Shining Path nearly downs Peruvian chopper
Pilot and another soldier were killed by snipers
Two Peruvian soldiers were killed by Shining Path guerrillas during what was supposed to be a routine patrol in a remote coca-growing region. The ambush took place Wednesday near the town of San Martin de Pangoa, in the Apurimac and Ene River Valley (VRAE).
One man stepped on a landmine during a counterinsurgency sweep, and a medevac helicopter was called in. Shining Path snipers opened fire as it took off, killing the pilot and another soldier on board. The co-pilot successfully took control of the craft, which managed a safe getaway.
Military sources speculated that the guerrillas intended to down the aircraft and kill all onboard. The Shining Path has achieved that goal twice before, in 1999 and again in 2009.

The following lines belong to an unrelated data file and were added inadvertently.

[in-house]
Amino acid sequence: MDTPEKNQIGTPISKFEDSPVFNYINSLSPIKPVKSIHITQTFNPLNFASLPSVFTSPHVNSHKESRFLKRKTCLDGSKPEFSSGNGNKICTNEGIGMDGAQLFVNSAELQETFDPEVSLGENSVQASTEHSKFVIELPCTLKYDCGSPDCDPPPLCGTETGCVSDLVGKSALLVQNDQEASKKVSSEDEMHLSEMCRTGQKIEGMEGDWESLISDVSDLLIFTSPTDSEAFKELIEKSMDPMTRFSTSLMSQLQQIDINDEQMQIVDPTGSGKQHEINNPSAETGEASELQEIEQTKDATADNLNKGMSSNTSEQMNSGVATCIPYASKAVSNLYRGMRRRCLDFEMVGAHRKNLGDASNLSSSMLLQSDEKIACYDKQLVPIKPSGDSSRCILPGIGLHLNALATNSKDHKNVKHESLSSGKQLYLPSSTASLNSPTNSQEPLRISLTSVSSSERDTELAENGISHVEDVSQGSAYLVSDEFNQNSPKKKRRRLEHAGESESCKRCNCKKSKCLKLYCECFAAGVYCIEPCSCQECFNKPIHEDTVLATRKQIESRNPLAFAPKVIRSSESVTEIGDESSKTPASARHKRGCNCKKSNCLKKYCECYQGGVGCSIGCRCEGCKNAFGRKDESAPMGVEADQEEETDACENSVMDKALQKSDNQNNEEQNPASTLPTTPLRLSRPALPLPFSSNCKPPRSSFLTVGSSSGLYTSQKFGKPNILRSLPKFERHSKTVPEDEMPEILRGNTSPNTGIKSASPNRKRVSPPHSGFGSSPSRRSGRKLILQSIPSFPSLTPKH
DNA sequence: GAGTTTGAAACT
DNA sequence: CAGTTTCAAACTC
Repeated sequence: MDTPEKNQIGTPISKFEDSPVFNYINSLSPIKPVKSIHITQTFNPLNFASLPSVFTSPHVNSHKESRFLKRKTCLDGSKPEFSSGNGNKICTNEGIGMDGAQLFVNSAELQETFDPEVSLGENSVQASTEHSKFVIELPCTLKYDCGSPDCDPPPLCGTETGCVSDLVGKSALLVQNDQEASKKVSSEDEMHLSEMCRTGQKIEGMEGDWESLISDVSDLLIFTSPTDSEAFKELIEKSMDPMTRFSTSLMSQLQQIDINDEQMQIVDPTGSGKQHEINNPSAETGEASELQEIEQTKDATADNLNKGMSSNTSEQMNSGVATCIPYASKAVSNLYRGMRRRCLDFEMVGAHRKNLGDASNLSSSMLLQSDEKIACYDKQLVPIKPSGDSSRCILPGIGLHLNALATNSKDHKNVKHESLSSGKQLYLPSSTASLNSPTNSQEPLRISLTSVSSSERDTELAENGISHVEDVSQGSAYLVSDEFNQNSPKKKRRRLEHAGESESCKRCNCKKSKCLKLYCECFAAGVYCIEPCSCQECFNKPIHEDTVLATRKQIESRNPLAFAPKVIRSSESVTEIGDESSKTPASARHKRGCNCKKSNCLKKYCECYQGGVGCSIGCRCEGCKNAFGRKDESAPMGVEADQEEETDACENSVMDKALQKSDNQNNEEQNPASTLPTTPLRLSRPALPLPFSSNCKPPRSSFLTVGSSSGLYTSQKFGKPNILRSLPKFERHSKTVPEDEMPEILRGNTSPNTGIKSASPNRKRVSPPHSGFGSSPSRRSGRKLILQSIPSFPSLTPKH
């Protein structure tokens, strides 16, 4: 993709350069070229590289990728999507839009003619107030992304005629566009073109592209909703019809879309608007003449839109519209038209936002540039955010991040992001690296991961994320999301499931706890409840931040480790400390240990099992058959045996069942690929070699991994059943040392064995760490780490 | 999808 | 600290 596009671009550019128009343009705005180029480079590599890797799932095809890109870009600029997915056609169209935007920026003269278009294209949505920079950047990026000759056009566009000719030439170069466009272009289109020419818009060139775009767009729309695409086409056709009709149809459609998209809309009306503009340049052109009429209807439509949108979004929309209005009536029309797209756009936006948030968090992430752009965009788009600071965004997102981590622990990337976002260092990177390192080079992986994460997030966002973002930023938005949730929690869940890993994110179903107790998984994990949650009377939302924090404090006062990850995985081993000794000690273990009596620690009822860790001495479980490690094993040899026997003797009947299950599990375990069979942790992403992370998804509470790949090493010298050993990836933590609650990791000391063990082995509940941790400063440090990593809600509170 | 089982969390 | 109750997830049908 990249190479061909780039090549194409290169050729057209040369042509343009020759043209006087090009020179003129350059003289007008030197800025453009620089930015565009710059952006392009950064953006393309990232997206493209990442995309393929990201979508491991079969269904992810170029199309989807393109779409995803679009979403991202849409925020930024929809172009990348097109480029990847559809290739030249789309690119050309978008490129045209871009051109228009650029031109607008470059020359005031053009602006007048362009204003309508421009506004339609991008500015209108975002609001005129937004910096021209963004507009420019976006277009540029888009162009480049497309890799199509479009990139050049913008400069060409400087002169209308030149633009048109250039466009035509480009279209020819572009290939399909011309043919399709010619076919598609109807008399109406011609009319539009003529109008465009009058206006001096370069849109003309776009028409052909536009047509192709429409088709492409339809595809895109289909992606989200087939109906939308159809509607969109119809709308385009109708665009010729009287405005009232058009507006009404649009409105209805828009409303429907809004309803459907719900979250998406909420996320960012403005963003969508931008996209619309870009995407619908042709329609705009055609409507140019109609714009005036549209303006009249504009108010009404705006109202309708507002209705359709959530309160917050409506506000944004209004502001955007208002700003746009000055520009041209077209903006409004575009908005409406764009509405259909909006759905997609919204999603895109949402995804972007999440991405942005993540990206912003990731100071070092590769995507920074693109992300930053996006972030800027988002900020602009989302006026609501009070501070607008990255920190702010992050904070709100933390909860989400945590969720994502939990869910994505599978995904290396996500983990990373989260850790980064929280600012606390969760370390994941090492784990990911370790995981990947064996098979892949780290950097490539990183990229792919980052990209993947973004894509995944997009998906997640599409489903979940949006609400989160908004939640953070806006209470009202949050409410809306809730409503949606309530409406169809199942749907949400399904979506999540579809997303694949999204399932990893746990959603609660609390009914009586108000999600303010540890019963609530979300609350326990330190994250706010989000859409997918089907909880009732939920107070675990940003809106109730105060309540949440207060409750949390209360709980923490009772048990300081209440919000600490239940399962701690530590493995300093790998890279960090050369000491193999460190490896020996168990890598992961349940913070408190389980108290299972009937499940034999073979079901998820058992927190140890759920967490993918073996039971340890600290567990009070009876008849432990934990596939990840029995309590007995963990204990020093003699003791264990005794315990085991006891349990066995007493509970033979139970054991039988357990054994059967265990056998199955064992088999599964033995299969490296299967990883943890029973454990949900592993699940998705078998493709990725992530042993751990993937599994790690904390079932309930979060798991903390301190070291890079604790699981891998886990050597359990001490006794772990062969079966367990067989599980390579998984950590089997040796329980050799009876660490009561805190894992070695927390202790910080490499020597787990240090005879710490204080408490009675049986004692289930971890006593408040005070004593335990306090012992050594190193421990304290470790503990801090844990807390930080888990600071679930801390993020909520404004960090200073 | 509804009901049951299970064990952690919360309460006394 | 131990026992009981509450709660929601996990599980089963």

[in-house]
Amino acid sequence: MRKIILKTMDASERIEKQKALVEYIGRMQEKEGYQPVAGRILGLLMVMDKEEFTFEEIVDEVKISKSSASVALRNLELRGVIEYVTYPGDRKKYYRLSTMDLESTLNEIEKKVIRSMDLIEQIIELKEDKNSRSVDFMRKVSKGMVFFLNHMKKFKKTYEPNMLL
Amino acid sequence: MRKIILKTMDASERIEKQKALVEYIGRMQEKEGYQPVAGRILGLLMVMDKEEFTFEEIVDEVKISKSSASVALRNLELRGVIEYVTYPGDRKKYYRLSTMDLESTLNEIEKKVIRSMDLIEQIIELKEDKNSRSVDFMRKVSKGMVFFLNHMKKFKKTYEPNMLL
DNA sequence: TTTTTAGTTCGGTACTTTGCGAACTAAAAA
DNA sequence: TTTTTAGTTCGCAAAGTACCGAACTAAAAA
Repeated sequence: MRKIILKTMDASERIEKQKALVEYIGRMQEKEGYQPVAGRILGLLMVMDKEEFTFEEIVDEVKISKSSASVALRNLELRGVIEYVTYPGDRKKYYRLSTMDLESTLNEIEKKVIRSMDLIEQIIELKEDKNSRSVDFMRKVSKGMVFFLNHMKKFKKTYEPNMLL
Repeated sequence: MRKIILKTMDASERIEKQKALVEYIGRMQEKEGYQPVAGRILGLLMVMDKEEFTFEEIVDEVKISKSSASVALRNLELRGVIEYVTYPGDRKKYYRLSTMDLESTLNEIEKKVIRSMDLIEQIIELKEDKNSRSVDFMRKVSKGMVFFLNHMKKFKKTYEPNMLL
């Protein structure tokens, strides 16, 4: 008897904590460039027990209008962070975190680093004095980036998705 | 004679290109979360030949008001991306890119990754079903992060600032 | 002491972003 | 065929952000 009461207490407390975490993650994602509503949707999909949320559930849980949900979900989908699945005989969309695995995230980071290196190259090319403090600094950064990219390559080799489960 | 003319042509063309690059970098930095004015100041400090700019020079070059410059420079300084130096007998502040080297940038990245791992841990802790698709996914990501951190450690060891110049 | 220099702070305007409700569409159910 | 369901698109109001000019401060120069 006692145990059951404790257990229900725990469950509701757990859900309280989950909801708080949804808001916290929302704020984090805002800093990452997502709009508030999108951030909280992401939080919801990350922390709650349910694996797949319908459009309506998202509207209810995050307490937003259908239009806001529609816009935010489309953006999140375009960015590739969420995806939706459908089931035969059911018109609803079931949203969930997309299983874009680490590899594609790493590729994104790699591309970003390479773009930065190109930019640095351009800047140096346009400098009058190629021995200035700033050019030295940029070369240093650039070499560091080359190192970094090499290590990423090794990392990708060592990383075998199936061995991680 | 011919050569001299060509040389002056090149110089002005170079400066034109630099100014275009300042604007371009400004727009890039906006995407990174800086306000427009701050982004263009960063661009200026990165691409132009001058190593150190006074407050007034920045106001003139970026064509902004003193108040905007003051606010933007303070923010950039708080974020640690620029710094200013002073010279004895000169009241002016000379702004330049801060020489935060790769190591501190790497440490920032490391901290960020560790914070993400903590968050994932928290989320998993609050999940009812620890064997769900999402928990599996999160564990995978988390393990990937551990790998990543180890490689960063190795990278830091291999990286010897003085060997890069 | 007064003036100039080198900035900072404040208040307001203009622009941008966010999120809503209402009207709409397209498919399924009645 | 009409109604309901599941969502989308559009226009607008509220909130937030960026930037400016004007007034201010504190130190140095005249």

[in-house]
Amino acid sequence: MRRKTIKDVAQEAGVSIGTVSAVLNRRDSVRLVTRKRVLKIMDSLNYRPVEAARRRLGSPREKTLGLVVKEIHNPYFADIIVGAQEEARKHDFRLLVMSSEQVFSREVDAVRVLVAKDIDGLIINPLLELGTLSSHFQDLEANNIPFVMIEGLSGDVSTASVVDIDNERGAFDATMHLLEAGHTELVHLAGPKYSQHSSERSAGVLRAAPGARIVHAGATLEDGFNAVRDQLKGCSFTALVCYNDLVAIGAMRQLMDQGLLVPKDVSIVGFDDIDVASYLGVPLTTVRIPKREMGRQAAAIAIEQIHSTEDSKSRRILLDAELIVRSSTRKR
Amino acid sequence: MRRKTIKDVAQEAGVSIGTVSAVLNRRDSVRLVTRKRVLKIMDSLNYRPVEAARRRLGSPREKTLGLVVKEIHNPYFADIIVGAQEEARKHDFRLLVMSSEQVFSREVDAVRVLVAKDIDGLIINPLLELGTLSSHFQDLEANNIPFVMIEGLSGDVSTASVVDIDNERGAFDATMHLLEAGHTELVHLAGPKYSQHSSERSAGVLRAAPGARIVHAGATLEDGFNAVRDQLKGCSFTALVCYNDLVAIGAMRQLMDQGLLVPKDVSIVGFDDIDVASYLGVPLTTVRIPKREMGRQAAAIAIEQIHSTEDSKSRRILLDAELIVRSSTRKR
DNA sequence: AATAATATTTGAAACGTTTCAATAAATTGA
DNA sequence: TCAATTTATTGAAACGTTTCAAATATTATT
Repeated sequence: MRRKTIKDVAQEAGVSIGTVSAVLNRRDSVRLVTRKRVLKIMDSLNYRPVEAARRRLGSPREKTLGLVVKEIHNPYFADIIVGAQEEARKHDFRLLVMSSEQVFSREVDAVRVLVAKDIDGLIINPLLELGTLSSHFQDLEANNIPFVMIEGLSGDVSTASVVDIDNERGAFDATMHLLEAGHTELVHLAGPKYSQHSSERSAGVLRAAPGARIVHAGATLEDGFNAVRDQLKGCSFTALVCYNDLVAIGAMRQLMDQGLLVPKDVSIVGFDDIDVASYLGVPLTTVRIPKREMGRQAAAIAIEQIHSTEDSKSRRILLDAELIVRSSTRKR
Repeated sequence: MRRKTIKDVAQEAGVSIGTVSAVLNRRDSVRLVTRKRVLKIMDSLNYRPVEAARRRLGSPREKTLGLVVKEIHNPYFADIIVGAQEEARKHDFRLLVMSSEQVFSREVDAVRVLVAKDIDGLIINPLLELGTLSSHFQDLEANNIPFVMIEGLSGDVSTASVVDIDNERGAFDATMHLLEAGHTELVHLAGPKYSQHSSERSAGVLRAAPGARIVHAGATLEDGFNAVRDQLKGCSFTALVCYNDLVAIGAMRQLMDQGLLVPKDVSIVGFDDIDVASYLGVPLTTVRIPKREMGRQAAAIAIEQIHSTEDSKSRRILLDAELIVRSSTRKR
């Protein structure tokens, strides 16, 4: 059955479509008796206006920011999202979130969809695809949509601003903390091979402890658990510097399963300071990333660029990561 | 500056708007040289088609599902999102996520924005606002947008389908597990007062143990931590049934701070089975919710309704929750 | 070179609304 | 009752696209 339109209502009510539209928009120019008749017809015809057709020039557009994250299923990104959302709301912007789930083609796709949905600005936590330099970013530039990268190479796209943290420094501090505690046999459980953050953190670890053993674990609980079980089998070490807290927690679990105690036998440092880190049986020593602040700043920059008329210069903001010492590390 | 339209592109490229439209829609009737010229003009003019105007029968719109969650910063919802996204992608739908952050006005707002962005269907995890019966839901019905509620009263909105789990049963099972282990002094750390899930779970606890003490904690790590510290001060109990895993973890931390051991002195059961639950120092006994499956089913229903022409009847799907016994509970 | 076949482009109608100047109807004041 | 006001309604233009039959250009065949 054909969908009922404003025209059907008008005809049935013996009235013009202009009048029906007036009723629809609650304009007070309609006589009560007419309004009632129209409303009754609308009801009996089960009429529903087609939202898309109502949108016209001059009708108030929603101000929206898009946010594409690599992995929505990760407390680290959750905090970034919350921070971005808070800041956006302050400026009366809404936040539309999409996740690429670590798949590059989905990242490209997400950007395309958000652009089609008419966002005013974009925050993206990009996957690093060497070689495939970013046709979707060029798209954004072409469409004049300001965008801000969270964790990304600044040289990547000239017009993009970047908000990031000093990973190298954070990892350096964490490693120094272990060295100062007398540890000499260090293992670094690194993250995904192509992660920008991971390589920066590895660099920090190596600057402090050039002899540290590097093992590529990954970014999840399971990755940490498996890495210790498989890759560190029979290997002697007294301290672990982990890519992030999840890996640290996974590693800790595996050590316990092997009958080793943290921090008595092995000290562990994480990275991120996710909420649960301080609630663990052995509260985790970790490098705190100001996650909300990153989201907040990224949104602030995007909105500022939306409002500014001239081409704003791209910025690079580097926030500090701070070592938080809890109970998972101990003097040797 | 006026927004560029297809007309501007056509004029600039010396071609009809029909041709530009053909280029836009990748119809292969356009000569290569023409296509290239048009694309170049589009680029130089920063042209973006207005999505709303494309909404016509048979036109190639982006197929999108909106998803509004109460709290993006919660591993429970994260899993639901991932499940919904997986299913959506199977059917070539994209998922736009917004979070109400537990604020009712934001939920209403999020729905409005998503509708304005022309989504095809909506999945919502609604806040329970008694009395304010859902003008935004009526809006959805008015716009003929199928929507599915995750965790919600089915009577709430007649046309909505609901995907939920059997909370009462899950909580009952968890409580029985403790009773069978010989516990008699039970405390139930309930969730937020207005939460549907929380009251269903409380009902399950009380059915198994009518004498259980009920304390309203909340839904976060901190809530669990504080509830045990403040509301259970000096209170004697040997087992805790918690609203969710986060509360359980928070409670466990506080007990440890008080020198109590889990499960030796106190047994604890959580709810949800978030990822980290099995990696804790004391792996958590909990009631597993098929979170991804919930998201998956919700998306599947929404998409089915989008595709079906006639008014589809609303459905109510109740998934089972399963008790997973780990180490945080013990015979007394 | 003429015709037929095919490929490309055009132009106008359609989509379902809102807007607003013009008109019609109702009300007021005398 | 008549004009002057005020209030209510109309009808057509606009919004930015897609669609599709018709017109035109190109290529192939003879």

The attack comes shortly after Peruvian President Ollanta Humala met with his Joint Command of the Armed Forces to re-evaluate military strategy in the region, which is both important to the illicit drug trade and one of the last holdouts of the Shining Path movement. With few other economic options there, locals cultivate coca and sell it to the guerrillas. Accordingly, in addition to better intelligence sharing and controls on chemical ingredients, Humala called for economic development in the impoverished region.
“We have to win over the population, have them on our side. Otherwise, we’ll advance little or not at all; victory will be far off. So we agree that this war is not only military but also economic. Social inclusion is fundamental to taking the Apurimac and Ene River Valley VRAE ” the president said.